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India and Pakistan balk at bold Kashmir peace plan

Pakistani President Pervez Musharraf this week urged steps to end the bitter dispute.

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Within hours of Pakistani President Pervez Musharraf's dramatic proposal this Monday to demilitarize the disputed region of Kashmir, both India and Pakistan demurred.

Refusing to consider its merits, Indian officials said that the proposal should have been sent through "proper channels." Pakistani leaders, meanwhile, said their president shouldn't have made the offer at all, calling it a "betrayal" of the Kashmir cause.

Ironically, what appeared to be a breakthrough only underscored both countries' inability to resolve even the simplest matters in the 57-year territorial dispute that has sparked three wars and cost tens of thousands of Kashmiri lives.

Observers blame timing, politics, and military power.

Neither the new Congress-led government in Delhi nor Mr. Musharraf's freshly handpicked Prime Minister Shaukat Aziz has the political strength to pass any radical proposal through their parliaments.

Also, neither country has the military power to control Kashmir outright. Given that, experts say, negotiation can only bring superficial change.

"This kind of posturing is not intended to further the peace process, but ... obstruct it, and the media inevitably play into the trap by shaking up an international storm over 'new proposals'" says Ajai Sahni, executive director of the Institute of Conflict Management, a New Delhi think tank. "The idea that negotiations ... can create a different outcome than the facts dictated by the balance of power is ridiculous."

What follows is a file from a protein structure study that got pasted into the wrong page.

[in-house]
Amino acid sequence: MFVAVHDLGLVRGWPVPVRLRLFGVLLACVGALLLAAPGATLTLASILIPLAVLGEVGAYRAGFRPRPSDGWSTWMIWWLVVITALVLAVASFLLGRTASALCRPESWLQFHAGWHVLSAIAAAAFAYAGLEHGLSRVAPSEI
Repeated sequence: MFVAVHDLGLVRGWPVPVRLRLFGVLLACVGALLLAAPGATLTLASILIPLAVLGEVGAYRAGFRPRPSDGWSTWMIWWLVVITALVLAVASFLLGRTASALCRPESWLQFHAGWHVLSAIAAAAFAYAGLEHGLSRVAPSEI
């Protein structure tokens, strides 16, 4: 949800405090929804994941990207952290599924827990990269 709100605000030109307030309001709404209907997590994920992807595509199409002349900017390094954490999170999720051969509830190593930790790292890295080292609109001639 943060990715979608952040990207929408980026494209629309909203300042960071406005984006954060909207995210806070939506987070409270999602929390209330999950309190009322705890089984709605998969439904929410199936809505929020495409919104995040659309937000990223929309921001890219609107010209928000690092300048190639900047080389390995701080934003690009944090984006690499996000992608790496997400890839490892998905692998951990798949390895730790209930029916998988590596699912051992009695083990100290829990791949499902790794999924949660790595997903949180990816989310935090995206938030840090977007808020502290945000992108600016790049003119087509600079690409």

To be sure, there has been some progress from the yearlong series of talks started after India's then-Prime Minister Atal Behari Vajpayee extended his "hand of friendship" to Pakistan last winter. Bus services between the Pakistani city of Lahore and the Indian city of Amritsar have restarted, air links between the two countries have been reopened, and this week, a group of Pakistani pilgrims were allowed to visit Sufi shrines in the Indian section of Kashmir.

At face value, Musharraf's proposals are bold. He suggested that Pakistan would be willing to set aside its demand for a Kashmir vote for self-determination if India would set aside its policy of making the current cease-fire line into a permanent boundary. Instead, he urged both sides to pull back their troops, identify each of the seven regions of Kashmir, and decide their status afterward.

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